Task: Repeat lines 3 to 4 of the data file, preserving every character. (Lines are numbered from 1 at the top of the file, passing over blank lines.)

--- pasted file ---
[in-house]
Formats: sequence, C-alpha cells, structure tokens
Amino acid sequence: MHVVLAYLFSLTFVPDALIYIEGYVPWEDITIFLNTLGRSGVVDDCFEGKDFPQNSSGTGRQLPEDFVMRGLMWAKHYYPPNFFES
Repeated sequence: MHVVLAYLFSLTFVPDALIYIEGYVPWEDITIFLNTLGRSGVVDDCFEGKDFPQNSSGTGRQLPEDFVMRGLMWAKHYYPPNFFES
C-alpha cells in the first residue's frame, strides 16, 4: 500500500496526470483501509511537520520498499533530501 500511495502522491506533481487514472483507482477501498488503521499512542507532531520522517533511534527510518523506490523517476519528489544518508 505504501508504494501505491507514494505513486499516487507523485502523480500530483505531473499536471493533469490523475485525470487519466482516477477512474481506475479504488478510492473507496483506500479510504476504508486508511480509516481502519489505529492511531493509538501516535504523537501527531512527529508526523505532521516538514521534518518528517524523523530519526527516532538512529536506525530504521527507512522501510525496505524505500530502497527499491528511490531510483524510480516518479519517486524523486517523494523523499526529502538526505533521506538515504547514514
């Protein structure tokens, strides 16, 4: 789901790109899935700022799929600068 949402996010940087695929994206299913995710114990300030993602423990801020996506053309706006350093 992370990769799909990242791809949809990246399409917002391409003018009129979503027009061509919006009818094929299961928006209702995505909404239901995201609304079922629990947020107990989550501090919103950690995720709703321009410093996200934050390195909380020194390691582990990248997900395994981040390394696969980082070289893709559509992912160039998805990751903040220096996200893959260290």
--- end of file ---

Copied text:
Amino acid sequence: MHVVLAYLFSLTFVPDALIYIEGYVPWEDITIFLNTLGRSGVVDDCFEGKDFPQNSSGTGRQLPEDFVMRGLMWAKHYYPPNFFES
Repeated sequence: MHVVLAYLFSLTFVPDALIYIEGYVPWEDITIFLNTLGRSGVVDDCFEGKDFPQNSSGTGRQLPEDFVMRGLMWAKHYYPPNFFES